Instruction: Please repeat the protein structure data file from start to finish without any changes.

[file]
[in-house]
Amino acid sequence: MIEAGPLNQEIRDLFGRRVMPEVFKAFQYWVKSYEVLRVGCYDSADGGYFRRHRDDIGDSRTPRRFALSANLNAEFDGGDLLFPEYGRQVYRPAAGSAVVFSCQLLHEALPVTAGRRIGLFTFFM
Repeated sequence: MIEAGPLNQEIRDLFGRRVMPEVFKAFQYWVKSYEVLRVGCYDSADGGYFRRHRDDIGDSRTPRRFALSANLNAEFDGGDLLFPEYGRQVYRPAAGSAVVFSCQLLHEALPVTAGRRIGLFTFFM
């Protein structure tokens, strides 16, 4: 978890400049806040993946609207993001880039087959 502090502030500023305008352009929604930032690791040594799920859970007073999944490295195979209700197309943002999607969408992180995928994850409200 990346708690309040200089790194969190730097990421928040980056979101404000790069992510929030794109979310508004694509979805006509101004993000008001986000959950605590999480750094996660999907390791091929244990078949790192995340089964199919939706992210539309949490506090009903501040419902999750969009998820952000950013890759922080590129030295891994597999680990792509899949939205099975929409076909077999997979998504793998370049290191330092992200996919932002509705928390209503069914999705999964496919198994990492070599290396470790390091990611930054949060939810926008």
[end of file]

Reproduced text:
[in-house]
Amino acid sequence: MIEAGPLNQEIRDLFGRRVMPEVFKAFQYWVKSYEVLRVGCYDSADGGYFRRHRDDIGDSRTPRRFALSANLNAEFDGGDLLFPEYGRQVYRPAAGSAVVFSCQLLHEALPVTAGRRIGLFTFFM
Repeated sequence: MIEAGPLNQEIRDLFGRRVMPEVFKAFQYWVKSYEVLRVGCYDSADGGYFRRHRDDIGDSRTPRRFALSANLNAEFDGGDLLFPEYGRQVYRPAAGSAVVFSCQLLHEALPVTAGRRIGLFTFFM
């Protein structure tokens, strides 16, 4: 978890400049806040993946609207993001880039087959 502090502030500023305008352009929604930032690791040594799920859970007073999944490295195979209700197309943002999607969408992180995928994850409200 990346708690309040200089790194969190730097990421928040980056979101404000790069992510929030794109979310508004694509979805006509101004993000008001986000959950605590999480750094996660999907390791091929244990078949790192995340089964199919939706992210539309949490506090009903501040419902999750969009998820952000950013890759922080590129030295891994597999680990792509899949939205099975929409076909077999997979998504793998370049290191330092992200996919932002509705928390209503069914999705999964496919198994990492070599290396470790390091990611930054949060939810926008």